I knew my mother was a badass the day she showed up at the school bus stop with a baseball bat.
My brothers and sister and I, along with several other kids on the bus, had been targets of taunts and harassment by a motley crew of boys — and a couple of girls — hell bent on making our days on the bus as miserable as possible. The bus driver was a kindly old man who simply couldn't control the fracas and many times it would spiral into a traveling melee ambling through the streets of suburban San Juan, stopping only to let kids off the bus.
It had all been going on for some time, but my mother had finally had it when it became physical with the usual middle school hair-pulling, scratching and occasional slap and punch. One morning she jumped on the bus and banged the bat against a pole, seemingly making the bus vibrate from the concussive blow and yelled, "This is stopping and it's stopping now! Keep bothering my kids and I will hunt you down. You and your whole family will be sorry!"
Believe me, that sounded really scary in Spanish.
The hush on the bus was deafening. My mother was a left-handed fastball pitcher in high school and college, as well as a baseball fanatic, and that bat was her weapon on and off the field.
That morning encounter with the bullies seemed to do the trick for a while, until one kid apparently decided to risk it and hit me. That same day, my mother and her sidekick, her aunt Luisa, went over to the kid's house. When his father refused to talk to them, they yelled at him, saying no wonder his kid was like that.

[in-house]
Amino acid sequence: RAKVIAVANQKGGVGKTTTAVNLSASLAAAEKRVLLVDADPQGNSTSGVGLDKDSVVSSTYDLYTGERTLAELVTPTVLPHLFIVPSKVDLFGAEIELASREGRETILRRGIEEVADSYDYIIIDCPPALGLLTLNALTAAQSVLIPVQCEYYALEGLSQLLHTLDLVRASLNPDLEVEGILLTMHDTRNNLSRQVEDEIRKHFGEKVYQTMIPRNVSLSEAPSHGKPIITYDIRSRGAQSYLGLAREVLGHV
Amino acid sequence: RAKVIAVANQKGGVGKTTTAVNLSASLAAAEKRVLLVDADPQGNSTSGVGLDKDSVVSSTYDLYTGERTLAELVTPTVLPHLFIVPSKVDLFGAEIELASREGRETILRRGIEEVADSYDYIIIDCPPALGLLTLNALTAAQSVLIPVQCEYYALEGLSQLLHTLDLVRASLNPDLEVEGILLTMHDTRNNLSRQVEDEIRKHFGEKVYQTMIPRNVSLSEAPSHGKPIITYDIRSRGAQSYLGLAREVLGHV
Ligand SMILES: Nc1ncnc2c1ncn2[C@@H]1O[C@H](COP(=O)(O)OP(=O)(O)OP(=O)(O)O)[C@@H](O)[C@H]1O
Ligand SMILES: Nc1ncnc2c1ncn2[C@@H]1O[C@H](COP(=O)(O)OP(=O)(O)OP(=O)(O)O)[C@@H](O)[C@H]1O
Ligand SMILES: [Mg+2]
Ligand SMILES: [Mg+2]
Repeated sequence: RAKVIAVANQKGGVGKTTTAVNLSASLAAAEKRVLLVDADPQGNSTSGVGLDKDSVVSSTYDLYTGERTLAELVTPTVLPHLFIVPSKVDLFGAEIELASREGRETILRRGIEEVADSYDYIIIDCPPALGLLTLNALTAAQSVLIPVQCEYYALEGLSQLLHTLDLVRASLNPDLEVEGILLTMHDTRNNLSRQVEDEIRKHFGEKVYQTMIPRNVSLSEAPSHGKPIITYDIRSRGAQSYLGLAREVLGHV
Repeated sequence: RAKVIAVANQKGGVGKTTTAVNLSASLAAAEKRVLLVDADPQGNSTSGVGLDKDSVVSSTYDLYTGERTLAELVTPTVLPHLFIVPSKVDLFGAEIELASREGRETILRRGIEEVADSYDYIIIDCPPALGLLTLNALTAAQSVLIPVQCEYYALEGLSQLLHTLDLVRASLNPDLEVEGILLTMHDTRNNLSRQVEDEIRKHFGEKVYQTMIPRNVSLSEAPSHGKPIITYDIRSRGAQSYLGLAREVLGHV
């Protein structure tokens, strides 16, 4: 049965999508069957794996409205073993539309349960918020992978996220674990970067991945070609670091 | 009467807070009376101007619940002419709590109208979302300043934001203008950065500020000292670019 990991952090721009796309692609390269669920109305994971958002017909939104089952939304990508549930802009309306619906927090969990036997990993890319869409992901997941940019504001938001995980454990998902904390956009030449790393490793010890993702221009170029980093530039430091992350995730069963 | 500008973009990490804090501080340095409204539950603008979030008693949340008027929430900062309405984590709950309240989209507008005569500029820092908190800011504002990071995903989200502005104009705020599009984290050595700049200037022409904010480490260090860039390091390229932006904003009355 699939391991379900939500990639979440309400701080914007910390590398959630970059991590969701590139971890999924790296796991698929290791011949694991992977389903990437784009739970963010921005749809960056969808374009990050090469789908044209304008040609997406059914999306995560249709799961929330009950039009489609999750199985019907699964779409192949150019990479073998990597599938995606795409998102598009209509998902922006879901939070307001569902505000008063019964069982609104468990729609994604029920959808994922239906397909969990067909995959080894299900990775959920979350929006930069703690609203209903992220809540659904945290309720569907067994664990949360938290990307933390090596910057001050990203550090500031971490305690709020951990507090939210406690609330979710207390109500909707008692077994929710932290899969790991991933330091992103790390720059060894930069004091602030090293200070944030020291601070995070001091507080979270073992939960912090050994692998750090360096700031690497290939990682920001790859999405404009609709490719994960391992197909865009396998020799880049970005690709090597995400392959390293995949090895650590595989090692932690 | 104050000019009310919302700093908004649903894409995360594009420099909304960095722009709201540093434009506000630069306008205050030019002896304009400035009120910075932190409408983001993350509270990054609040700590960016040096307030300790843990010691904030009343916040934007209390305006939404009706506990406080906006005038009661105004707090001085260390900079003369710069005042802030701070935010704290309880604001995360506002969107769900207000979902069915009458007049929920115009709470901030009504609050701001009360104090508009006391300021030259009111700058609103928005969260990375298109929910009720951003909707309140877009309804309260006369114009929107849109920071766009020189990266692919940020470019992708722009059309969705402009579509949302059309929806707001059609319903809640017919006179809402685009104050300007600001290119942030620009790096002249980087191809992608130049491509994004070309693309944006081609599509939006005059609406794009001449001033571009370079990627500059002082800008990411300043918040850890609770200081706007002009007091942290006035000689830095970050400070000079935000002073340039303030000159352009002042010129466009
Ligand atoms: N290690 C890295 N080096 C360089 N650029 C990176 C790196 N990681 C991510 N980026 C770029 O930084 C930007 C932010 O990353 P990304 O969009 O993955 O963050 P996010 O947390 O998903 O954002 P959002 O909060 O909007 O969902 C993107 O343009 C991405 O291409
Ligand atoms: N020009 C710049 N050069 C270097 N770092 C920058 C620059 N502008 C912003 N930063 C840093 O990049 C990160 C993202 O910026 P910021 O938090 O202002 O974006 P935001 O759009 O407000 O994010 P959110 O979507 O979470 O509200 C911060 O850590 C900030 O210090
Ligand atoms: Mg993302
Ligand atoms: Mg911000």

"Look at the type of deadbeat abuser loser father he has saying it's okay to hit girls," they shouted.
They made sure to say it loud enough for all the neighbors to hear.
No one bothered us after that.
While it's no secret that most kids would say their mother is the best, my mother went beyond the call of duty when it came to taking care of all us. She was never afraid to say what was on her mind — sin pelos en la lengua, (a wonderful Spanish-language expression, "without hairs on the tongue") no fear — no shrinking violet is she.
On one occasion, it was a teacher's turn to get a piece of my mother's mind. There was some concern, the teacher said to her, that my brother in elementary school was not paying attention, that he seemed confused and distracted.
"Maybe," the teacher continued, "you should stop speaking in two languages at home, just speak to him in English at home so it'll be the same language like school and he won't be confused."
My mother leaned back and took a deep breath. "You know what," she said, "I'm the one who's confused here. I'm confused as to how in the hell did you get a degree and become a teacher because clearly you are a moron. My kids are bilingual and will stay that way. Maybe my son is bored because you suck. It's very clear to me that you got your teaching credential out of a gumball machine."
My brother went to a different classroom and is now a lawyer.